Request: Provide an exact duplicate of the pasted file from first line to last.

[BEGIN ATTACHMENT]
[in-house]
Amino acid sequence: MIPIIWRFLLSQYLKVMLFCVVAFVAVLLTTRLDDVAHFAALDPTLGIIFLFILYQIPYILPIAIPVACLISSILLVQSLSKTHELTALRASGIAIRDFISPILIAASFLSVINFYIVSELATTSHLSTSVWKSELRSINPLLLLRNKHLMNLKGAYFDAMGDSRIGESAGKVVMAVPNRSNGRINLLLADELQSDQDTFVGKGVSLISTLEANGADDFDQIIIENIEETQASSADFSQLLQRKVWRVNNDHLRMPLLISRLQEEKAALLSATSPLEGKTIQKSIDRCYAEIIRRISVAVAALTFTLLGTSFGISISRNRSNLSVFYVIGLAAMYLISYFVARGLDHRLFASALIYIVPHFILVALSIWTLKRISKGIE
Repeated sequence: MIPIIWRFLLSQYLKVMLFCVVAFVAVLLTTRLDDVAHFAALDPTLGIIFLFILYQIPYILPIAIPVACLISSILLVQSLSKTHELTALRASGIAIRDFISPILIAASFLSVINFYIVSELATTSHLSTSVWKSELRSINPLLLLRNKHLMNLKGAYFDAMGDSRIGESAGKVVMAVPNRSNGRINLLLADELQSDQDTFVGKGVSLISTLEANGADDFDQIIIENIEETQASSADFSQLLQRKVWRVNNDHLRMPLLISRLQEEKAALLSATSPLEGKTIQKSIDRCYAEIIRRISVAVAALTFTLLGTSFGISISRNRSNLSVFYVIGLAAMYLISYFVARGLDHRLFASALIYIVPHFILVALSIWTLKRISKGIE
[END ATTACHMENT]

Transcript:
[in-house]
Amino acid sequence: MIPIIWRFLLSQYLKVMLFCVVAFVAVLLTTRLDDVAHFAALDPTLGIIFLFILYQIPYILPIAIPVACLISSILLVQSLSKTHELTALRASGIAIRDFISPILIAASFLSVINFYIVSELATTSHLSTSVWKSELRSINPLLLLRNKHLMNLKGAYFDAMGDSRIGESAGKVVMAVPNRSNGRINLLLADELQSDQDTFVGKGVSLISTLEANGADDFDQIIIENIEETQASSADFSQLLQRKVWRVNNDHLRMPLLISRLQEEKAALLSATSPLEGKTIQKSIDRCYAEIIRRISVAVAALTFTLLGTSFGISISRNRSNLSVFYVIGLAAMYLISYFVARGLDHRLFASALIYIVPHFILVALSIWTLKRISKGIE
Repeated sequence: MIPIIWRFLLSQYLKVMLFCVVAFVAVLLTTRLDDVAHFAALDPTLGIIFLFILYQIPYILPIAIPVACLISSILLVQSLSKTHELTALRASGIAIRDFISPILIAASFLSVINFYIVSELATTSHLSTSVWKSELRSINPLLLLRNKHLMNLKGAYFDAMGDSRIGESAGKVVMAVPNRSNGRINLLLADELQSDQDTFVGKGVSLISTLEANGADDFDQIIIENIEETQASSADFSQLLQRKVWRVNNDHLRMPLLISRLQEEKAALLSATSPLEGKTIQKSIDRCYAEIIRRISVAVAALTFTLLGTSFGISISRNRSNLSVFYVIGLAAMYLISYFVARGLDHRLFASALIYIVPHFILVALSIWTLKRISKGIE